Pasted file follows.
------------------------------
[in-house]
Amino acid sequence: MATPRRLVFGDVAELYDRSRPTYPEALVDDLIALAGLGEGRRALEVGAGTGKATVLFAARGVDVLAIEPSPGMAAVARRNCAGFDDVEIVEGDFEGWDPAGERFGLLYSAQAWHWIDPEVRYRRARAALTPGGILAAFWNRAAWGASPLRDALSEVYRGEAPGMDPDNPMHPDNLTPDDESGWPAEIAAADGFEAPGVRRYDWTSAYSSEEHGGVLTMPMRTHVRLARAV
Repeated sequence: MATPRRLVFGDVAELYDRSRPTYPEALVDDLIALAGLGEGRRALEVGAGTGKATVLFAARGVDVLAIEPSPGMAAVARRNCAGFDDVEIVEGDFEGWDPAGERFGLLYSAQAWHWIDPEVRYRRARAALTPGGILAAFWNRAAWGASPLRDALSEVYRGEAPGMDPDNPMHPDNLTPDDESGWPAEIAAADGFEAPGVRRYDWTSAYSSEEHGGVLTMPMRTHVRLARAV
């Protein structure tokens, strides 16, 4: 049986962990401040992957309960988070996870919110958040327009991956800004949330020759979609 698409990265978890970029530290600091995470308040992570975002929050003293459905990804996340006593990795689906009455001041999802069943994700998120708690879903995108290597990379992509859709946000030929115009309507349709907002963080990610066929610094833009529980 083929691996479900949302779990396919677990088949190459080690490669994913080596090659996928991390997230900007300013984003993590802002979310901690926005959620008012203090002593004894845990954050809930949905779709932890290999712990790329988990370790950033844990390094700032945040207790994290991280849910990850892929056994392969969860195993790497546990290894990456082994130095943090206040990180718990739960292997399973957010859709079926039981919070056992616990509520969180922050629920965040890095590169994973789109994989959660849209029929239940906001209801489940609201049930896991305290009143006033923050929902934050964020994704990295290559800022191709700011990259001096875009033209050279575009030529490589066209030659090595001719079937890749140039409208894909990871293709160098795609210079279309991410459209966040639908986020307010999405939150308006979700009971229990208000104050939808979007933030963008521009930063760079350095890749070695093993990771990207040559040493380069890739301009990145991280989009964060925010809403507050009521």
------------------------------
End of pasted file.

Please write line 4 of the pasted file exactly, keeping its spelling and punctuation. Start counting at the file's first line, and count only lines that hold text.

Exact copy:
């Protein structure tokens, strides 16, 4: 049986962990401040992957309960988070996870919110958040327009991956800004949330020759979609 698409990265978890970029530290600091995470308040992570975002929050003293459905990804996340006593990795689906009455001041999802069943994700998120708690879903995108290597990379992509859709946000030929115009309507349709907002963080990610066929610094833009529980 083929691996479900949302779990396919677990088949190459080690490669994913080596090659996928991390997230900007300013984003993590802002979310901690926005959620008012203090002593004894845990954050809930949905779709932890290999712990790329988990370790950033844990390094700032945040207790994290991280849910990850892929056994392969969860195993790497546990290894990456082994130095943090206040990180718990739960292997399973957010859709079926039981919070056992616990509520969180922050629920965040890095590169994973789109994989959660849209029929239940906001209801489940609201049930896991305290009143006033923050929902934050964020994704990295290559800022191709700011990259001096875009033209050279575009030529490589066209030659090595001719079937890749140039409208894909990871293709160098795609210079279309991410459209966040639908986020307010999405939150308006979700009971229990208000104050939808979007933030963008521009930063760079350095890749070695093993990771990207040559040493380069890739301009990145991280989009964060925010809403507050009521």